A prepper knows that extreme changes can happen when you least expect them. Conditions might be the stark opposite of what you’ve been preparing for, and they may leave you with almost nothing. Yes, there can be circumstances when your years of preparation may seem insufficient. There can be incidents when people (yes, even preppers) have to leave their place in a hurry and are unable to take their bug-out bag or any edibles with them—and hence their preparations seem to be in vain. So, what if your house catches fire or a sudden invasion leaves you with no choice but to bug out and survive out in the open, without anything to eat or drink? In a SHTF situation such as this, your local stores could run out of goods in no time.
So, one must know the options Mother Nature has for you, and whether or not they are safe to eat. Here’s a guide to help you learn about some freely available food sources that are either safe to eat as they are or can be made safe to eat. Read all the way to the end if you don’t want to miss out on some great foraging on plants and weeds that can easily be found growing in urban areas.
What Edible Plants Can You Find in an Urban Setting?
It’s not necessary that you get stranded on an island in a wild forest in order for foraging to become a valuable skill. There are many possibilities that could lead to people being in need of food and water right in the areas where they already live. Yes, entirely urban settings. I’m not suggesting that you shouldn’t have your bug-out bag ready or that you should stop storing food. But you should also know about your options if Plan A—which includes a survival bag and survival food storage—fails. If your local stores and your own storage options leave you with no food to survive on, you should know about these few edible plants that can probably be found growing right in your neighborhood.
It’s not necessary that you get stranded on an island in a wild forest but there are possibilities of people getting stuck with no food or water in areas they already live—yes, entirely urban settings. Not that we’re suggesting that you shouldn’t have your bug out bag ready or should stop storing food but you should also know about your options if plan A, which includes a survival bag and survival food storage, fails. So if your local store and your own storage options leave you with nothing to survive. Here are a few edible plants, growing in your neighborhood.
Catbrier, or smilax, is an edible plant whose shoots, roots, and leaves can all be eaten. The plant is quite prevalent in many urban areas and contains valuable nutrition to help you survive for days. Some species produce blue-black berries. The berries of some species are considered edible, but the seeds are not. To identify catbrier, just look for vines that have both tendrils and thorns. The tender portions of this vine, which are easily snapped, can be eaten either raw or cooked. However, some people have reported experiencing a sour stomach after eating the plant raw, so it’s better to lightly cook or steam the shoots and leaves before eating. The roots are a good source of calories and nutrition, and the leaves can be served like spinach.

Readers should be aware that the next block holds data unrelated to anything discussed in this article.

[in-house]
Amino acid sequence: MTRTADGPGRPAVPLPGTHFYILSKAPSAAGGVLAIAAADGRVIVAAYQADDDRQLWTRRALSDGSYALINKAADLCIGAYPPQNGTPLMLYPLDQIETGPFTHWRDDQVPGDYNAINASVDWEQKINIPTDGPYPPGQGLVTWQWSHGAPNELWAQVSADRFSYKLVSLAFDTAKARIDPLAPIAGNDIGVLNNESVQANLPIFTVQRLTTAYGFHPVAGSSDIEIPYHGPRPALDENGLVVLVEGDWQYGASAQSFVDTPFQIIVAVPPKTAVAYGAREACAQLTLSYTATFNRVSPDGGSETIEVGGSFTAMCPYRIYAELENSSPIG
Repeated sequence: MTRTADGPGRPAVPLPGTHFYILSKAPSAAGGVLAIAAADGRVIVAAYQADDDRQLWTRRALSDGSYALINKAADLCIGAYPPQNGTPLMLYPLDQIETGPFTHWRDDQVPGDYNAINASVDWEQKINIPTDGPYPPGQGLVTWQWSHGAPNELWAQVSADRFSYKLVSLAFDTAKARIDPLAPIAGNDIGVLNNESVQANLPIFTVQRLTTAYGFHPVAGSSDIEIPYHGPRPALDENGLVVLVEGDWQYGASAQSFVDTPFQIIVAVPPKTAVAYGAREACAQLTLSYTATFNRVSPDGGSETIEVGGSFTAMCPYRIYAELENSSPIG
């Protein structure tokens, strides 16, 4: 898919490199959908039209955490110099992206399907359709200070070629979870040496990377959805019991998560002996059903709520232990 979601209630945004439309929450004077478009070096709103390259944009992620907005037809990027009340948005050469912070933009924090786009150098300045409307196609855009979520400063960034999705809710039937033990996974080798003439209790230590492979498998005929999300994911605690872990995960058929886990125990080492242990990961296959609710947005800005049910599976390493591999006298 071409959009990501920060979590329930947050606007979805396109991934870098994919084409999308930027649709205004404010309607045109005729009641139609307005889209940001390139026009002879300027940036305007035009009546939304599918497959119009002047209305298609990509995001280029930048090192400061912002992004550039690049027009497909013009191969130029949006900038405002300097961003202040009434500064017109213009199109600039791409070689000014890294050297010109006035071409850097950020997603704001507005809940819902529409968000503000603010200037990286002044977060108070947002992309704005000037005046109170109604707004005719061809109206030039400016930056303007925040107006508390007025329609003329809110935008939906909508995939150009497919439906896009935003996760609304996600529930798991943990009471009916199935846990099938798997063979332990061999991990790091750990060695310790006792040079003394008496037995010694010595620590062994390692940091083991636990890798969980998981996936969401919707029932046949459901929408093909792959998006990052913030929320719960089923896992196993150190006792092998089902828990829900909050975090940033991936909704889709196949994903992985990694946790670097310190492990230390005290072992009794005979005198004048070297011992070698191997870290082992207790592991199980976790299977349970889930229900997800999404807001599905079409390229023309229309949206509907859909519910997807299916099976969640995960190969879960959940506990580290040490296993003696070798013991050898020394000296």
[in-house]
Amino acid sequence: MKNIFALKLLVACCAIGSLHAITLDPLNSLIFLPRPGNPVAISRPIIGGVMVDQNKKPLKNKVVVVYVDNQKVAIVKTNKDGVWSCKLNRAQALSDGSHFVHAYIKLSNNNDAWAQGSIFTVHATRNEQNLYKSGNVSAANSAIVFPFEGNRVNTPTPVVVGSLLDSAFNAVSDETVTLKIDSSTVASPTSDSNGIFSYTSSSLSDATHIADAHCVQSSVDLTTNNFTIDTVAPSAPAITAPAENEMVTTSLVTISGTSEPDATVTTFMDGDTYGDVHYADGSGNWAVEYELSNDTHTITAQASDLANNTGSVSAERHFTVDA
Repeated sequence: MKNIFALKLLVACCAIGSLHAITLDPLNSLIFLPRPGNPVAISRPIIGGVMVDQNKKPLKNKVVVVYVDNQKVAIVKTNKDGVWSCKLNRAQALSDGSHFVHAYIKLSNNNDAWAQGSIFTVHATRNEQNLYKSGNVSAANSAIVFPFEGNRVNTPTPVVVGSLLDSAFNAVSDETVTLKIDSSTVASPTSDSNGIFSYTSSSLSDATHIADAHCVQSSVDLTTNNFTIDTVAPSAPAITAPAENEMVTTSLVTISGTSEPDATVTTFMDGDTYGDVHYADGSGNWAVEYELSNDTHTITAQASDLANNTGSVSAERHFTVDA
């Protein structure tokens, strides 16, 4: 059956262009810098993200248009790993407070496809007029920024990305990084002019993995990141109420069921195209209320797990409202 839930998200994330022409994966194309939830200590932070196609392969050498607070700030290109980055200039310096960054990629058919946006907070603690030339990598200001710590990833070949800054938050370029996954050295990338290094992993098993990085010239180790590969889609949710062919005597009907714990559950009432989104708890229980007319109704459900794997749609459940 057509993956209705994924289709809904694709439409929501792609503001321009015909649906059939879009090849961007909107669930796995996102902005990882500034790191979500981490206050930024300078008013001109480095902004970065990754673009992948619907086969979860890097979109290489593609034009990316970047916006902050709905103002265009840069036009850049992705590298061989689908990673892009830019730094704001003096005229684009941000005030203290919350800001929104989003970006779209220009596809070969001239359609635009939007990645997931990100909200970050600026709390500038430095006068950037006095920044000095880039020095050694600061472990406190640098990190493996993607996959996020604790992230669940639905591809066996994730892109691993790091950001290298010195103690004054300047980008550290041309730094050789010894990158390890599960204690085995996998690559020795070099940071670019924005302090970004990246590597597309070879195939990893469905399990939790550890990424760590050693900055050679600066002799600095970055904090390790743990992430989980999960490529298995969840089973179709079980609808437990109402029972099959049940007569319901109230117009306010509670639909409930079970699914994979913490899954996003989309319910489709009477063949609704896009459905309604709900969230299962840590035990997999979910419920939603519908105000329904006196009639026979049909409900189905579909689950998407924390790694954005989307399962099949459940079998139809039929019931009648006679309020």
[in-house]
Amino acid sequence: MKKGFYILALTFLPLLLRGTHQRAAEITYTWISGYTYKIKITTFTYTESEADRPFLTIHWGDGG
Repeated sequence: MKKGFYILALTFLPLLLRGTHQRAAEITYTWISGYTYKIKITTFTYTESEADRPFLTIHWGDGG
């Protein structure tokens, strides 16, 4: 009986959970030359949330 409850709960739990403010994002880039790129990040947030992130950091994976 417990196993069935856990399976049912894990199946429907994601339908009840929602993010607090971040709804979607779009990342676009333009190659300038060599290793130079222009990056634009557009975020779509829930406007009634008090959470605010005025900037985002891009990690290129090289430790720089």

Warning: Catbrier is similar in appearance to Cocculus carolinus, the snailseed vine or Carolina snail vine, which has toxic foliage and berries. To differentiate, note that the snailseed vine does not bear thorns, and produces red berries.
This coin-like plant, which can be found growing in lawns and gardens, is quite edible. Dollar weed, or pennywort, is widely despised by homeowners who are irritated by its excessive growth and invasive nature. Little do these people know that these “annoying” plants are quite close to celery in terms of taste, and the leaves can be served as a raw or cooked delicacy if SHTF. Dollar weed is a close cousin of Gotu Kola, which is widely known for its use in traditional Asian cooking and medicine. If you consume dollar weed, make sure you wash it thoroughly to avoid the risk of ingesting herbicides that are widely used to control this plant in lawns and gardens.
Many species and varieties of this weed, known as dock or rumex, are commonly sighted in urban areas. Its leaves grow abundantly in spring and are perfectly safe to eat. If you’re eating them raw, you might suffer from a gag reflex at first because of the bitter and harsh taste. Therefore, it is suggested that you don’t eat this weed in large portions. If it is possible, cook the leaves a little, like you would spinach or any other leafy greens, so as to minimize the bitter taste.
In closing, don’t just rely on the most commonly known practices for survival—always keep exploring for more options. A true and smart prepper knows that his or her plan can always backfire, and so there should be a Plan B in place to help increase your chances for survival.
What Do You Think?
Know of other edible plants that are readily available in urban areas? Let us know in the the comments below!
(This is an updated version of an article that was originally published on December 5, 2015.)
Psst! Our Lawyer Wants You to Read This Big, Bad Medical Disclaimer –> The contents of this article, made available via The Grow Network (TGN), are for informational purposes only and do not constitute medical advice; the content is not intended to be a substitute for professional medical advice, diagnosis, or treatment. Always seek the advice of a qualified health care provider with any questions you may have regarding a medical condition. If you think you may be suffering from any medical condition, you should seek immediate medical attention. You should never delay seeking medical advice, disregard medical advice, or discontinue medical treatment because of information provided by TGN. Reliance on any information provided by this article is solely at your own risk. And, of course, never eat a wild plant without first checking with a local expert.